The Portfolio Committee on Science and Technology received briefings from three academics, who gave their expert opinions on the Indigenous Knowledge Systems (IKS) Bill, and all agreed that it was a good piece of legislation. They spoke with one voice against the idea of placing Indigenous knowledge (IK) under Intellectual Property Law, stating that the two were different. IPL protected intangible material in order to incentivise creation. IPL also had specific time lines. For example, a patent would exist for only 20 years before a product fell into the public domain in order to allow the creator to make a living and gain monetary benefits. IK however was not concerned with wanting to incentivize creation and already existed in the public domain, and therefore could not fall under IPL.
The IKS was concluded to be a credible and suitable way to protect IKS because it was sui generis, was an accessible and self-contained law, was aligned to international and regional approaches, attended to cross-border matters, provided for community ownership, shared ownership and benefit sharing, had an in-built dispute resolution system, and provided penalties for theft.
The academics appealed to the committee to seek a repeal of the IPL Amendment Act in its entirety, and not only sections of it. It was said to have been rushed through, and was fundamentally flawed, very little confidence expressed in its functionality.
They were supported by the Congress of Traditional Leaders (Contralesa) said that IKS had a large range of knowledge practitioners and therefore when defining terms in the bill, open mindedness was required in defining ‘practitioner.’ Although Contralesa had been involved in the development the IPLAA, it had tried in vain to convince the DTI that the bill they had produced did not comply with its requirements.
The DST reported that the department was currently registering IKS within the provinces in order to document key facts about indigenous knowledge in various communities. They had begun progress in the Northern and Western Cape.
Members asked whether there would be interaction with the DTI if it was necessary to repeal the whole of the IPLAA, or only section 43, which dealt the IKS? They pointed out that it would not be easy to repeal it unless full support was obtained from the Department. They also asked if the IKS Bill infringed on the Patents Act.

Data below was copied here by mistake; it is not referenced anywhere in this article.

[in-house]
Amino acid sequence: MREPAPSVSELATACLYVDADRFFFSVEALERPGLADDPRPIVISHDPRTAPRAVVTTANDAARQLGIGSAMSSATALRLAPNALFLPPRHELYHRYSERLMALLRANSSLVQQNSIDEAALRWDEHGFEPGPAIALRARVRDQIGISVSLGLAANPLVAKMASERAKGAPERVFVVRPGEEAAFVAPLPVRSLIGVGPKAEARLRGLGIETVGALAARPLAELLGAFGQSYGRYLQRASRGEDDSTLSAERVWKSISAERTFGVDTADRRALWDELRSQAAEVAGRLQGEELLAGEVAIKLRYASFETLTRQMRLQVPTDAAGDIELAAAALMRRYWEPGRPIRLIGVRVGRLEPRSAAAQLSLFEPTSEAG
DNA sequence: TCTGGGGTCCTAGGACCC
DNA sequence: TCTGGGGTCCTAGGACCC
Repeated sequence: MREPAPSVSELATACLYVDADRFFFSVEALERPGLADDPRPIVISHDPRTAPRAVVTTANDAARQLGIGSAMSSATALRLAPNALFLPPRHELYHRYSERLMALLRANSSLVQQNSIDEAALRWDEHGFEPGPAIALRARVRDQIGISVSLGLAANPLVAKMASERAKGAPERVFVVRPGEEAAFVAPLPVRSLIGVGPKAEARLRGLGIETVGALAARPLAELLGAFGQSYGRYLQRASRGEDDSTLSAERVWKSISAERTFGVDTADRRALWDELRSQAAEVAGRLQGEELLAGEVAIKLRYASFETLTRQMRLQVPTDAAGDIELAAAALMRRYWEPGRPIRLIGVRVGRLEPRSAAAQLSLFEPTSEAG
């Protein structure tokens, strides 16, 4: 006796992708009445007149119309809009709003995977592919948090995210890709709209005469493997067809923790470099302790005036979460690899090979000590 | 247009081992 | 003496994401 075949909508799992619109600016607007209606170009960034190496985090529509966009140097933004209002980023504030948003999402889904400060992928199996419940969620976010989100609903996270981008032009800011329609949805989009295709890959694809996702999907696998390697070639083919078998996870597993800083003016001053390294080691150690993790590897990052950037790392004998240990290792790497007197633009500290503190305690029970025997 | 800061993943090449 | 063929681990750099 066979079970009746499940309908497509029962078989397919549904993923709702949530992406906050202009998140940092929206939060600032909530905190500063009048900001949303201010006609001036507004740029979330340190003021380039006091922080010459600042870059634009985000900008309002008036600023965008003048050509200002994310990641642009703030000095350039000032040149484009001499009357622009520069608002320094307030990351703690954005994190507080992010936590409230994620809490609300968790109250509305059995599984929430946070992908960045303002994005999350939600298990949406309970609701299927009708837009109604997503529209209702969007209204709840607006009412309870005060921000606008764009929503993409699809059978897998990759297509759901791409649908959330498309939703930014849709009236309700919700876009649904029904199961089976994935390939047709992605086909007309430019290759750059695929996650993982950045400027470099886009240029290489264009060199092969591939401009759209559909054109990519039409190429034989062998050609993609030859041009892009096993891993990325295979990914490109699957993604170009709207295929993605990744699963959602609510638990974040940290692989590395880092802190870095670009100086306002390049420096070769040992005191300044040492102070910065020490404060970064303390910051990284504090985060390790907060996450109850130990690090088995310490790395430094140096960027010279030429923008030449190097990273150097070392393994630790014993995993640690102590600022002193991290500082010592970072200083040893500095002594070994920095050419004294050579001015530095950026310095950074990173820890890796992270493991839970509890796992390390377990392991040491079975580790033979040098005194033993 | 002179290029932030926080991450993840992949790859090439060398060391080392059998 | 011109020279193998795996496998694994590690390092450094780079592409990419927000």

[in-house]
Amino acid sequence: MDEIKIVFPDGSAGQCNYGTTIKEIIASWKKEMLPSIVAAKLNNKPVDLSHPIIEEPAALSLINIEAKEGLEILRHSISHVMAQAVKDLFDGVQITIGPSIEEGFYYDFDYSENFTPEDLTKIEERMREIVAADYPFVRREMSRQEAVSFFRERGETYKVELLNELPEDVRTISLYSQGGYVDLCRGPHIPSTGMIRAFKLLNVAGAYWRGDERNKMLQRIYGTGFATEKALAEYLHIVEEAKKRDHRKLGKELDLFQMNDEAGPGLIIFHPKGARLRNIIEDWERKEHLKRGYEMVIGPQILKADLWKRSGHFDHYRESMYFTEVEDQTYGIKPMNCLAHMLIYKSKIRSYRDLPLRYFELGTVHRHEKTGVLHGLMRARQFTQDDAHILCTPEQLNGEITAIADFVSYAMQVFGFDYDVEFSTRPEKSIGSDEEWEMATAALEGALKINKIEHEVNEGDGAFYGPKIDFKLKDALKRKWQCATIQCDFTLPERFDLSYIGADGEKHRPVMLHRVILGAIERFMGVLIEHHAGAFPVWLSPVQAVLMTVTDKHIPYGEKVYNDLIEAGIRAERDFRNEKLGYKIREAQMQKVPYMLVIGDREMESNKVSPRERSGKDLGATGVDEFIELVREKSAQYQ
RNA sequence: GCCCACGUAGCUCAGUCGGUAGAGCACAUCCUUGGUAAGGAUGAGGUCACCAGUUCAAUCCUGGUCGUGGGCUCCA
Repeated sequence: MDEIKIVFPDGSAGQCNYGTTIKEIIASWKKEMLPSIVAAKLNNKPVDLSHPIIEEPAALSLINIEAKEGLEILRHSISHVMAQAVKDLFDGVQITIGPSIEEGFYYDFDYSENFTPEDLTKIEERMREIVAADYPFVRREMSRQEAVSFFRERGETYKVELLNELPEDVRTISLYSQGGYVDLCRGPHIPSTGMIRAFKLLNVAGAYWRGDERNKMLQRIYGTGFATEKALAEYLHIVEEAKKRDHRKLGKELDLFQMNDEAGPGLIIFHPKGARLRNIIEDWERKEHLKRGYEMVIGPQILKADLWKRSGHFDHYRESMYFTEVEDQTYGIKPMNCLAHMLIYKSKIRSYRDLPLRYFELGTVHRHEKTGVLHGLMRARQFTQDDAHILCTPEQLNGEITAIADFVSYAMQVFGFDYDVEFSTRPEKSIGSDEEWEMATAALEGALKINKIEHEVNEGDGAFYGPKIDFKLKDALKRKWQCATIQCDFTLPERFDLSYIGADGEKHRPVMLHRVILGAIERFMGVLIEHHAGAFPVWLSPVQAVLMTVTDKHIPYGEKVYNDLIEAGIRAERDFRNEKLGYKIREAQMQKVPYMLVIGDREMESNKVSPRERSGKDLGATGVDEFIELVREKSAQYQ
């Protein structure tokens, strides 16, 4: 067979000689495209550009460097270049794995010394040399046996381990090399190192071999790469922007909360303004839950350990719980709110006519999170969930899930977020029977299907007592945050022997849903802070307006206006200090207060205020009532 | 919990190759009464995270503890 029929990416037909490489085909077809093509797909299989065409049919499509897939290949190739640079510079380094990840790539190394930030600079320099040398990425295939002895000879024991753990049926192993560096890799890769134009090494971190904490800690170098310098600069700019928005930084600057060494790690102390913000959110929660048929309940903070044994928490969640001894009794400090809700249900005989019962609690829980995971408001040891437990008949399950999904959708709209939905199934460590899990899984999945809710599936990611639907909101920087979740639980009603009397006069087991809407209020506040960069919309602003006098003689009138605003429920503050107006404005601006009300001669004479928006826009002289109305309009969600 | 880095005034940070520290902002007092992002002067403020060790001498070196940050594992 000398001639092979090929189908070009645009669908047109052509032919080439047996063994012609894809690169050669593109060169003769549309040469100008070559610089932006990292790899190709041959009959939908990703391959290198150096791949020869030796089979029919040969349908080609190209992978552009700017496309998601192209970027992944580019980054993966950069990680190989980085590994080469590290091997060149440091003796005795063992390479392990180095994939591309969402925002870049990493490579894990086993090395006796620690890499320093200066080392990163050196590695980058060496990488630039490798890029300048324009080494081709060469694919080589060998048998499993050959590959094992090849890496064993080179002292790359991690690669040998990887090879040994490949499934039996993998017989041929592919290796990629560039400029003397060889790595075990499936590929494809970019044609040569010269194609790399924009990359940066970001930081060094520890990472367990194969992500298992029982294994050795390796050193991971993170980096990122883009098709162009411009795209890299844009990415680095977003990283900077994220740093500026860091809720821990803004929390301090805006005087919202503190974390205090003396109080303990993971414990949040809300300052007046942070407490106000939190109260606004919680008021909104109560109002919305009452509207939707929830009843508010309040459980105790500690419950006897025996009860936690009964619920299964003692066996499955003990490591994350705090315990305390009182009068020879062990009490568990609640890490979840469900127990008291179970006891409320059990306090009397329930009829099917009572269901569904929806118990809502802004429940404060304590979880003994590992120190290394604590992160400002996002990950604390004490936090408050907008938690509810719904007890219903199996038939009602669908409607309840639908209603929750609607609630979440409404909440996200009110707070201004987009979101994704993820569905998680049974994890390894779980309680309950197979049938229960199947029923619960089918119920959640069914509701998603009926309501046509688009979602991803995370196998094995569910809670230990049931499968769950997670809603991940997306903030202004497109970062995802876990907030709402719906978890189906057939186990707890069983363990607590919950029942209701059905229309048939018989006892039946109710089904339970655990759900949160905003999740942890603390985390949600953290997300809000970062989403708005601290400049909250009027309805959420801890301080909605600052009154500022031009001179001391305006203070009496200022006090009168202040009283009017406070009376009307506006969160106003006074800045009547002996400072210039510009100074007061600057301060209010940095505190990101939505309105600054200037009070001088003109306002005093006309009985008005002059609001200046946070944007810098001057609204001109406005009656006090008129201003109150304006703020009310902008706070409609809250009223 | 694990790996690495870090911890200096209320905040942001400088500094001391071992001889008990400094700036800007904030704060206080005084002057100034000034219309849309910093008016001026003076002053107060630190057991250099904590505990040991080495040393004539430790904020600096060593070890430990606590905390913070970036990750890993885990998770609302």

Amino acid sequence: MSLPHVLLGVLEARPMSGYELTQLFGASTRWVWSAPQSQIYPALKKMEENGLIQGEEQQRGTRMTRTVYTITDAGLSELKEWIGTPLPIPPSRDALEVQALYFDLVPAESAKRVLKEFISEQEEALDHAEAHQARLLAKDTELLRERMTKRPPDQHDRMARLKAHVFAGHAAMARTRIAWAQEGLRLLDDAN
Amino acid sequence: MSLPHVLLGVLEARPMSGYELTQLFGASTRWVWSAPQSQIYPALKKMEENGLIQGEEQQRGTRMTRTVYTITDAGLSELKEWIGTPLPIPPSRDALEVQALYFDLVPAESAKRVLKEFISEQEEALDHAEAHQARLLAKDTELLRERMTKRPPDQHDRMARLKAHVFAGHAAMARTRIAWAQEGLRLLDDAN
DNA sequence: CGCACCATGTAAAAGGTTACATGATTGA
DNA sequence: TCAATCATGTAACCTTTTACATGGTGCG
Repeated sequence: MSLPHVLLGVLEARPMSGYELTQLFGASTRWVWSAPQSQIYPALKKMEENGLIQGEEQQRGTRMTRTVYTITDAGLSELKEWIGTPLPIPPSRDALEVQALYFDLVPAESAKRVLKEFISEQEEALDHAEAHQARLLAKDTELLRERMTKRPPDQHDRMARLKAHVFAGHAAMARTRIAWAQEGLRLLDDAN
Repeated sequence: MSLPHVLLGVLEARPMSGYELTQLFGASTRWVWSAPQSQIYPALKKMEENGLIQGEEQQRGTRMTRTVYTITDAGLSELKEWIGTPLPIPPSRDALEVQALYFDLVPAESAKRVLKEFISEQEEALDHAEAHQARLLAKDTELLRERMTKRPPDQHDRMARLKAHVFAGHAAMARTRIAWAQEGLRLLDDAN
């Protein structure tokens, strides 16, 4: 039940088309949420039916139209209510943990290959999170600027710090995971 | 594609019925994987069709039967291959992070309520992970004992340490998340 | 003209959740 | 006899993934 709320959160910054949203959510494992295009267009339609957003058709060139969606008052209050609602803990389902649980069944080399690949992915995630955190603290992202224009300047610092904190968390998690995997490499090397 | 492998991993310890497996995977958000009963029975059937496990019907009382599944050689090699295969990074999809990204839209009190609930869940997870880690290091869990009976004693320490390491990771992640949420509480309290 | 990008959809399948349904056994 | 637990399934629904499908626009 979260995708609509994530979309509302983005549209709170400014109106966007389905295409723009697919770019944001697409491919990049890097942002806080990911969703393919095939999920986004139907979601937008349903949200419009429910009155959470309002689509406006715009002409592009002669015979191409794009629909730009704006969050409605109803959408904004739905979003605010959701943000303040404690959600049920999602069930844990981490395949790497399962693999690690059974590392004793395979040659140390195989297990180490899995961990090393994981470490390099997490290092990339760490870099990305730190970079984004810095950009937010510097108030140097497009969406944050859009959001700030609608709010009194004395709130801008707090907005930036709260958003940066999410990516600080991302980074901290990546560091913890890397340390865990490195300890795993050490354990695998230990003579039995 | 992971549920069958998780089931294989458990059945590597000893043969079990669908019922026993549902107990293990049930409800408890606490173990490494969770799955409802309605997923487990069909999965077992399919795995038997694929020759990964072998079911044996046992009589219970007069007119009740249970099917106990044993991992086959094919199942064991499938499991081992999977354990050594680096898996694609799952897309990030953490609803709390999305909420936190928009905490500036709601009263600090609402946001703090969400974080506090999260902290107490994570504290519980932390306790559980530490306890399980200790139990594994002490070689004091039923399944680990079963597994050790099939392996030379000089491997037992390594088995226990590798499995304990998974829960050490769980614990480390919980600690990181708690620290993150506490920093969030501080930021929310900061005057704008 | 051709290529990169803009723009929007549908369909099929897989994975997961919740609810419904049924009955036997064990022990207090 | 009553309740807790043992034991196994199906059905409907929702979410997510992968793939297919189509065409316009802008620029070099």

The Chairperson said the Committee was excited about the Indigenous Knowledge Systems (IKS) Bill. They described it as well thought out, as it would assist other bills in their amendments, and also help other departments to fit in with this Committee.
Professor Sadulla Karjikar, Chair: Intellectual Property Law, University of Stellenbosch, emphasised from the outset that his expertise was in intellectual property law (IPL) and not indigenous knowledge (IK) -- the two were conflated, but were different.
He was in support of the IKS Bill as opposed to the IPL Act, and asserted strongly that it should seek to repeal the IPL Act. The Department of Trade and Industry’s (DTI’s) position with regard to intellectual property was confused, as it was attempting to cram IK into existing IPL, where it did not fit. IK should instead be given sui generis protection, as it was different. IPL had a specific rationale, which IK did not meet and therefore should not fall under IPL.
IPL protected intangible material in order to incentivise creation. IPL also had specific time lines. For example, a patent would exist for only 20 years before a product fell into the public domain in order to allow the creator to make a living and gain monetary benefits. IK however was not concerned with wanting to incentivize creation and already existed in the public domain, and therefore could not fall under IPL. The Bill should be accompanied by a memorandum drafting clearly what it sought to achieve. The legislation should also be put in plain language, bearing in mind the target audience. He re-emphasised his support for the IKS Bill and the importance of a clear divide between what was protected by IPL and IK.
The chairperson expressed excitement about the IKS Bill.
Professor Owen Dean, Specialist Attorney in Copyright Law, University of Stellenbosch, identified the family of laws and statutes protected by IP in the Trademark Act, Designs Act and the Patents Act, which all protected products of intellect. Various statutes existed and were custom made to cater to the different characteristics of intellectual property. IPL existed to give incentive to creators, as well as to give exclusivity of use for commercial purposes.
He identified two forms of IK as being works that operated in the technical field, such as natural medicines, as well as works in the cultural domain, such as folk law. IK belonged in the family of intellectual property, but could not be identified as a sub-species of IPL, and should therefore have its own piece of sui generis legislation.